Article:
Best Practices

Town Halls

5 common mistakes
Town halls have become even more important over the past year or so while so many employees have been working remotely, and attendance at many companies has been up. They can be an important tool for communicating the culture and keeping employees in the loop on leadership’s vision and how their individual roles can support that vision. Make employees glad they invested that hour by making sure you don’t make these five mistakes:

Making it a lecture instead of a conversation

Ideally, a town hall is a chance for employees to interact with leadership, rather than having leadership spew information at them. Be sure to encourage employee participation, maybe by having them text questions ahead of time, or posting their questions in the chat function during the meeting. And encourage leadership to stop talking long enough to occasionally give employees the floor.

Showing slides crammed with info

Help your leadership avoid the temptation of showing a PowerPoint with umpteen bullet points and a graph. Besides the likelihood that they’ll have the audience nodding off before they reach the fifth bullet, a town hall is not the place to go deep into details. Keep the conversation topline and refer them to appropriate resources for more details. Slides with fewer words can communicate more effectively.

Having only senior leadership as presenters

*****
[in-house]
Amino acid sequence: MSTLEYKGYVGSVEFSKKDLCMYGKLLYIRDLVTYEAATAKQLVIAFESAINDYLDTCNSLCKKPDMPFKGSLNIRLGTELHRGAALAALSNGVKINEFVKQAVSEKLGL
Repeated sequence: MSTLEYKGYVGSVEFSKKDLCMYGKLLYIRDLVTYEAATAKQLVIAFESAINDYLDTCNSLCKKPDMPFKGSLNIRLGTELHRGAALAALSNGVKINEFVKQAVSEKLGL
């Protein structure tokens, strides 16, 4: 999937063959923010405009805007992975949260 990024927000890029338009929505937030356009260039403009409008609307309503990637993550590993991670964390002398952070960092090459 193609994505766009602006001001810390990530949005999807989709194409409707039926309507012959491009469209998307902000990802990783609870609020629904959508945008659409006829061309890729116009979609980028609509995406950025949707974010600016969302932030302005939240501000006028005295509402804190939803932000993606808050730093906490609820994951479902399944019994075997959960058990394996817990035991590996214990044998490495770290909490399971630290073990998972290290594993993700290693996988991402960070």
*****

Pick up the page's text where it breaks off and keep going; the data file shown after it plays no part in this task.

There’s no reason the CEO should do all the talking, or even other members of the C-suite. Shine a little limelight on the people a level or two down instead. For instance, if you’re featuring a new product or service line, have someone from the team involved in the launch to speak. Employees might find it more meaningful, and more inspirational, to hear from the folks who did the work to make that launch happen.

Being too HQ-centric

Sure, you’re streaming the town hall so that employees around the world can see what’s going on. But when your presenters are all from the corporate headquarters office, it may not feel like a global view. If you’re discussing an expansion in India, let the managing director in Pune do the talking. If you’re a manufacturing company, maybe host the town hall in a plant and feature those essential workers.

Letting the meeting run over

If you’ve planned the meeting for an hour, don’t let it stretch an hour plus fifteen. Be sure to show respect for employees’ time and their other calendar commitments by managing the time allotted for each speaker and keeping things moving along according to the agenda. Tone is set at the top, so make sure leadership is setting an example of good meeting etiquette and efficiency.

How can we help?

Tribe does internal communications – and that’s all we do. We’re a full-service shop, from audits and strategy to creative and production.

Steve Baskin
President and Chief Strategy Officer
Office: (404) 256-5858
Mobile: (404) 663-7910
[email protected]